Reinaldo Escobar, Pinar del Rio, 5 July 2014
The tobacco growers of San Juan y Martinez listened — between astonishment and helplessness – to the National Assembly debates. They expected that their difficulties and the problems of payment would be addressed during the discussions of some committee. They were disappointed.
In the Rafael Morán, cooperative, located in the town of San Juan y Martinez, frustration spread among the farmers. Just weeks earlier, the producers had been visited by a representative of the National Association of Small Farmers (ANAP), representatives of the Communist Party in the town, and several members of the National Tabacuba Business. The tobacco farmers expressed their difficulties and complaints to these officials.
The meeting was part of the government campaign called “We’re going for more …” whose visible face was Vice President Jose Ramon Machado Ventura. The State offensive to improve production led to these meetings between the producers and the authorities of the sector. In the meetings the feeling of many producers emerged, some of which asserted publicly that “If there’s no change in the price of tobacco, it is going to be very difficult.”
Among the main complaints expressed by the tobacco farmers was the discrepancy between the real costs of producing tobacco and the price that the state companies pay for dried tobacco. According to the official figures, it should cost a farmer 1.255 Cuban pesos (CUP) to produce 100 pounds of tobacco, but in reality the costs far exceed the official estimate.
Even the slightest setback so that leads the tobacco harvest to being considered “affected,” which lowers its price and leaves the producer in arrears. The disagreement with the payments made by State, the only permitted buyer, for the so-called “affected tobacco,” also showed up at the meeting. This supposedly damaged raw material is used industrially in the production of cigarettes. In the case of the plantations of San Juan y Martinez, the “affected leaves” are excellent quality and quality cigars and cigarettes can be made with them.
“It brings in great wealth in hard currency, and yet the peasant loses,” the producer laments.
The State standards establish that tobacco is “affected” if it doesn’t have good colors nor an adequate constitution to be considered high quality. But this doesn’t justify the paltry price of 345 Cuban pesos (CUP) per 100 pounds, established by the official valuation. If a farmer has the least amount affected, then he loses all the economic support that could pay for the crop. For its part, the State gets huge dividends, especially in the international market.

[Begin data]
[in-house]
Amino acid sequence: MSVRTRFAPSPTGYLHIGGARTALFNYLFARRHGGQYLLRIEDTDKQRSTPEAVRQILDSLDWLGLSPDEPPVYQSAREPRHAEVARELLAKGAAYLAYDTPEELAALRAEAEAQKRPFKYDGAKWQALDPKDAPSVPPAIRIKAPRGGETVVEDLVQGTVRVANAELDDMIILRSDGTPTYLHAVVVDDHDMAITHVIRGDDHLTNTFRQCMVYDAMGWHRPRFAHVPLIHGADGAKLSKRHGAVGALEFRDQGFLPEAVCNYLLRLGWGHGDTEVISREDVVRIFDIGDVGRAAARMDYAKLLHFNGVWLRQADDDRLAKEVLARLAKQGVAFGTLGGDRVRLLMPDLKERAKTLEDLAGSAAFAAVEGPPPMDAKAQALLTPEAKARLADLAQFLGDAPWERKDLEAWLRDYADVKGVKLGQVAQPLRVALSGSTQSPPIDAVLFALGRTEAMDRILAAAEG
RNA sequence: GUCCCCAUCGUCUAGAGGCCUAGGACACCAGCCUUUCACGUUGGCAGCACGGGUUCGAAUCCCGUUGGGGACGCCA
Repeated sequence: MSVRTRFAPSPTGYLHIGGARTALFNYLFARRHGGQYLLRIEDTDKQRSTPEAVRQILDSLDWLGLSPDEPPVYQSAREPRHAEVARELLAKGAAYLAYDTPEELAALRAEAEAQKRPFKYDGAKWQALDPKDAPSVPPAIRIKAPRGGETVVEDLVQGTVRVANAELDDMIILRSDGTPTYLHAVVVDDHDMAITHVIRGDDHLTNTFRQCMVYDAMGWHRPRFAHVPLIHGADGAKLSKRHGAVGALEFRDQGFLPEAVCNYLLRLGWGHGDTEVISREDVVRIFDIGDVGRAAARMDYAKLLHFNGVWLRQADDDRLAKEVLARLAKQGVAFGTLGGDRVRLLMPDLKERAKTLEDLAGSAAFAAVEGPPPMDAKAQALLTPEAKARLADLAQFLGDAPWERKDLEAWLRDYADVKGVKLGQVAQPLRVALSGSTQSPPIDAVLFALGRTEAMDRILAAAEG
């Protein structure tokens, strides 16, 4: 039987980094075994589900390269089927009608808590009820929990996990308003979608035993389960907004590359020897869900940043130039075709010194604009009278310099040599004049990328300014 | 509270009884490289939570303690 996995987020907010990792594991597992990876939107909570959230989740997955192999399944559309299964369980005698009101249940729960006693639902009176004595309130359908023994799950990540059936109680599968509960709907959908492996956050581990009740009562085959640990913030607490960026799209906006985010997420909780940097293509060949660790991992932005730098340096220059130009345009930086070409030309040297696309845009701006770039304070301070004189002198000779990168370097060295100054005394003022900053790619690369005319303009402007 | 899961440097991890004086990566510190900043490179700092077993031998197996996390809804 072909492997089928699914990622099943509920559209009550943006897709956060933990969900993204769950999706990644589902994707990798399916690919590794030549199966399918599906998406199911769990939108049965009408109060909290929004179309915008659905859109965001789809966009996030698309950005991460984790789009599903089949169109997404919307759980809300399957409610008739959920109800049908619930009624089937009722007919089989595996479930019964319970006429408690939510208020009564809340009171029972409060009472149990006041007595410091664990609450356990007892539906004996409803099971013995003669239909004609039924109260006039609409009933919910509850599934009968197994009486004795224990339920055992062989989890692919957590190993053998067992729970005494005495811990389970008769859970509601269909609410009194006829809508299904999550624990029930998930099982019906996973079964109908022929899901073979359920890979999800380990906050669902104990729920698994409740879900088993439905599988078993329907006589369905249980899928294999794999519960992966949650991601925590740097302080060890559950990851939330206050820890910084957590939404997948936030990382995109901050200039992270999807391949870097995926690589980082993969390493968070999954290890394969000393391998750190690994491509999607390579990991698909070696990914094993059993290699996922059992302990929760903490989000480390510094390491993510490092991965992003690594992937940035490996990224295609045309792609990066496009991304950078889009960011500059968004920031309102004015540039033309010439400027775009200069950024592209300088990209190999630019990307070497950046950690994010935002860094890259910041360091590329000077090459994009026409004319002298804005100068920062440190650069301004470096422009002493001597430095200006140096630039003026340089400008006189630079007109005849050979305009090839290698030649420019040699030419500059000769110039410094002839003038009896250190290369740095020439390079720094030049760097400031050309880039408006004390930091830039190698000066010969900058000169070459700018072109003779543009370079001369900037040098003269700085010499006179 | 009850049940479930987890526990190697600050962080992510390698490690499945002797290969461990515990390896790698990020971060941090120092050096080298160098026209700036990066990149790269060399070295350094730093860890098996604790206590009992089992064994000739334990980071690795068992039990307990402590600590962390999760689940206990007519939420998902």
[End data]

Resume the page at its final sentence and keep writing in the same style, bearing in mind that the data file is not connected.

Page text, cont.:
Hence, the concern of these tobacco growers on seeing that the National Assembly hasn’t been informed that there is no review process for the popularly called “purchase law.” The absence of any discussion of this subject made the growers feel cheated and forgotten. In the case of Pinar del Rio the prices are higher than in other provinces, so the dissatisfaction is higher in other tobacco-growing regions of the country.
“We haven’t seen our demands reflected,” claims Néstor Pérez González. “We also discussed the situation of poverty in the area, which is reflected in the farmers’ standard of living and doesn’t reflect the fact that this municipality exceed its tobacco production goals,” the farmer says.
During the conversation Néstor Pérez expressed his concern without restraint.” This year has been critical, so we are predicting a worse economic scenario for the area.” The crop damage has been caused by excessive rainfall during the period. A consequence of this situation is that the farmers have perceived the injustice of low payments for the so-called “affected tobacco” more seriously. “It will be affected, but it brings in great wealth in hard currency, and yet the peasant loses,” the producer laments.
“The so-called ‘cost sheets’ that they are offering us are well below the real costs of production; thus our demand that the prices should be raised,” says Juan Pablo, who combines his tobacco with the growing of lowers and fruit. The problem greatly affects the cooperatives such as the Basic Units of Cooperative Production (UBPC).
The tobacco growers have taken the pulse of the situation and feel that are being left aside. “We had the illusion that the Assembly would reflect and we would glimpse some change.” However, the last parliamentary session has brought more frustration than hope to the tobacco growing area of San Juan y Martinez and the mythical Hoyo de Monterrey.